4 Birds of Paradise
3 Noble Hierarch
4 Fauna Shaman
4 Vengevine
2 Lotus Cobra
3 Tidehollow Sculler
4 Bloodbraid Elf
2 Ranger of Eos
3 Sedraxis Specter
2 Cunning Sparkmage
1 Obstinate Baloth
1 Baneslayer Angel
1 Linvala, Keeper of Secrets
1 Qasali Pridemage
1 Scute Mob
1 Sun Titan

4 Ancient Ziggurat
4 Verdant Catacomb
1 Misty Rainforest
3 Raging Ravine
1 Stirring Wildwood
1 Swamp
1 Island
1 Mountain
1 Plains
2 Terramorphic Expanse
4 Forest

3 Obstinate Baloth
1 Linvala, Keeper of Silence
1 Perimeter Captain
2 Rhox War Monk
4 Maelstrom Pulse
1 Tidehollow Sculler
3 Acidic Slime

This deck is trying to do one thing: play dudes. The fact that there are only creatures in the maindeck means we get to play with one of the more powerful lands out there right now, in the form of Ancient Ziggurat. The AZ is largely underappreciated with the wide selection of manlands that one may choose from, but it allows a deck like this to be possible. We have 13 turn 1 sources of Green mana, meaning that we are almost assuredly going to be able to drop a mana dude onto the table, which in turn will help us ramp into one of the sexier creatures in the deck. I’ll be the first to admit it: the manabase is a mess. But until a more solid maindeck gets nailed down, something like this will have to do.

So why these creatures? I think a vast majority should be obvious. Rangers, Bloodbraids, Vengevines, mana accelerators… these guys are no strangers to the Standard stage these days. They provide the needed card advantage and, more importantly, tempo that a deck comprised of mostly creatures needs to win. So what’s with these other guys?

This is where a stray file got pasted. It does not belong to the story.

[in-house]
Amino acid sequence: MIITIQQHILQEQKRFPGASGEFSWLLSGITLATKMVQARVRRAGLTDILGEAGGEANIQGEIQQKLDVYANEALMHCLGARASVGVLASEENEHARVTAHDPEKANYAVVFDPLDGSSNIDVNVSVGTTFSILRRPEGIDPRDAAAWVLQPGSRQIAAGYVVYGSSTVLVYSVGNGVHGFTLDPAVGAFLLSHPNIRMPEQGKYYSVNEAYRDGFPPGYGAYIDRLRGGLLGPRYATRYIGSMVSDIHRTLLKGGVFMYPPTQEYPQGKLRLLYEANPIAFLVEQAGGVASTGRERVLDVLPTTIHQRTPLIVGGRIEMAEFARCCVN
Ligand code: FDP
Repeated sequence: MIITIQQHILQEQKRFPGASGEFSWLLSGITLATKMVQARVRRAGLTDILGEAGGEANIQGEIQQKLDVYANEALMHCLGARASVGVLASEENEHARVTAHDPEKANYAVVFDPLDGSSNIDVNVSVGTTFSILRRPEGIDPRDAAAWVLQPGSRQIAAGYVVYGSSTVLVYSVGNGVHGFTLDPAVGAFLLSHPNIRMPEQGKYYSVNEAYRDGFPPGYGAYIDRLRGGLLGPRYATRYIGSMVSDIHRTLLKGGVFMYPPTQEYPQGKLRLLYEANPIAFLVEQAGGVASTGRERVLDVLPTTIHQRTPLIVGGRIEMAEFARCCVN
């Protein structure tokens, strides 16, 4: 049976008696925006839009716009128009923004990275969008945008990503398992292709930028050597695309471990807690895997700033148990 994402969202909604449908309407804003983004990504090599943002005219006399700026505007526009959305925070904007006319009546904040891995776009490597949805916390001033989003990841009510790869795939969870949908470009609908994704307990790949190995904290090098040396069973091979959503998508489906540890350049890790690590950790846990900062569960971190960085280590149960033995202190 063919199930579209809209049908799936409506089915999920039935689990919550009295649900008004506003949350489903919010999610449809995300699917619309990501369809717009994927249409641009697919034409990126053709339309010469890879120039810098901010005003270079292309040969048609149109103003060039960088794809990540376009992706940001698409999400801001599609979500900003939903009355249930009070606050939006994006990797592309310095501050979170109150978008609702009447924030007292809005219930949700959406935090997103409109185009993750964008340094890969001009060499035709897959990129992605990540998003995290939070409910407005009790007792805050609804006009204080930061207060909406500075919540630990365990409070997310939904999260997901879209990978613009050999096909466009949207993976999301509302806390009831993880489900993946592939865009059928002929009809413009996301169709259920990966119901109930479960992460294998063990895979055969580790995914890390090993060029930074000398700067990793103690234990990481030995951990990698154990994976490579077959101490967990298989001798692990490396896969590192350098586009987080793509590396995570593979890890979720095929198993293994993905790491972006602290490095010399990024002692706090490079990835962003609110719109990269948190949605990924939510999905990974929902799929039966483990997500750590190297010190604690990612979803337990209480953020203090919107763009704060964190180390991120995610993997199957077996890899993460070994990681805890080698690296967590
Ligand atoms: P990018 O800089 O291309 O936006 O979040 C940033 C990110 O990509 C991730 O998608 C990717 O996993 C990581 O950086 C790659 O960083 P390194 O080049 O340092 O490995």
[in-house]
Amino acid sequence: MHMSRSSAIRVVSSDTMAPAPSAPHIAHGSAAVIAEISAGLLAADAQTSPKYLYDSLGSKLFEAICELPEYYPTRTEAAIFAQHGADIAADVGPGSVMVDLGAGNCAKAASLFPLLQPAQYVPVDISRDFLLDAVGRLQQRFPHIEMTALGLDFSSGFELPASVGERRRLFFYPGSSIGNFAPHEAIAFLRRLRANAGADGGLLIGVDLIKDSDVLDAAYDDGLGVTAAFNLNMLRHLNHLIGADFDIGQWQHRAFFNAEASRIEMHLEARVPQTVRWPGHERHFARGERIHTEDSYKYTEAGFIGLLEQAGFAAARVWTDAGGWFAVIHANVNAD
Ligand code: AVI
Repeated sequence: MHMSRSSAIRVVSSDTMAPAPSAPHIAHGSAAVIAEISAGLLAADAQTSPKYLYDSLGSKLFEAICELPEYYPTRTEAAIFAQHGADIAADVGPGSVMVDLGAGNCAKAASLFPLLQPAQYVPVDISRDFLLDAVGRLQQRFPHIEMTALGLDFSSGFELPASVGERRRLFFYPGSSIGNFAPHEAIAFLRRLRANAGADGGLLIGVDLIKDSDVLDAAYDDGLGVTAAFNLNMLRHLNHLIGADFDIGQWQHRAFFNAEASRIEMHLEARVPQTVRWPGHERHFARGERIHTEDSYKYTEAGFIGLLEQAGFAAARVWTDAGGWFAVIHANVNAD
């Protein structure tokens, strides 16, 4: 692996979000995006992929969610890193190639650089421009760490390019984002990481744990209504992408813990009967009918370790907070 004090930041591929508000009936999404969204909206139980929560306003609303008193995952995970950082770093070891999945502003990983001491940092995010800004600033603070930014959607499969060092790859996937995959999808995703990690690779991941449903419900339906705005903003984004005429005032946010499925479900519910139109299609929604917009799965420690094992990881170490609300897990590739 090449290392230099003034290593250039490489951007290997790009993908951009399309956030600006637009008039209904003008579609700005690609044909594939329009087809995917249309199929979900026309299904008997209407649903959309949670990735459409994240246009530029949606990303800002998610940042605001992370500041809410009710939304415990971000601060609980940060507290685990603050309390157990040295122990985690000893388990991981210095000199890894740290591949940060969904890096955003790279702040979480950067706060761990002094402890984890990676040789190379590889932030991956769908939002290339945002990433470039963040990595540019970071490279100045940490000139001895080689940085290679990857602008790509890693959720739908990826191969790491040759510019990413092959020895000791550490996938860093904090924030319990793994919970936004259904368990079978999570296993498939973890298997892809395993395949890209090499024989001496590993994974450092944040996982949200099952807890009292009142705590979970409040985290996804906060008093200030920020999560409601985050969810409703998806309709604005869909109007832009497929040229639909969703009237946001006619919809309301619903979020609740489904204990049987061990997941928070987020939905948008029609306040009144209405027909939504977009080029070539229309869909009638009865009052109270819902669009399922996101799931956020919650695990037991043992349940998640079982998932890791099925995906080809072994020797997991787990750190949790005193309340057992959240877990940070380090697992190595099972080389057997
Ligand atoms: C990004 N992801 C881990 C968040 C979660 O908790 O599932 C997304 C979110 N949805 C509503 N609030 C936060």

Sedraxis Specter is a card that originally inspired me to build this monstrosity. He works SO WELL with Fauna Shaman, it’s almost unfair. You, admittedly, might find him a bit hard to cast at times, which is fine, as he is just about the best discard choice you can have if your opponent has relatively few cards in hand. I like the idea of getting value out of the creatures you’ve discarded, so this guy provides a nice alternative if you happen to have not drawn your Vengevines. I’ve complemented him with Tidehollow Sculler, another gem that’s seen better days, and being able to quickly neuter an opponent’s hand alongside the Specter means that your all-creature deck is not as vulnerable to every trick in the book as most. Sculler also does a great job of double checking to make sure that there are no surprises (read: Obstinate Baloth or Vengevine) before you bash in with a Specter.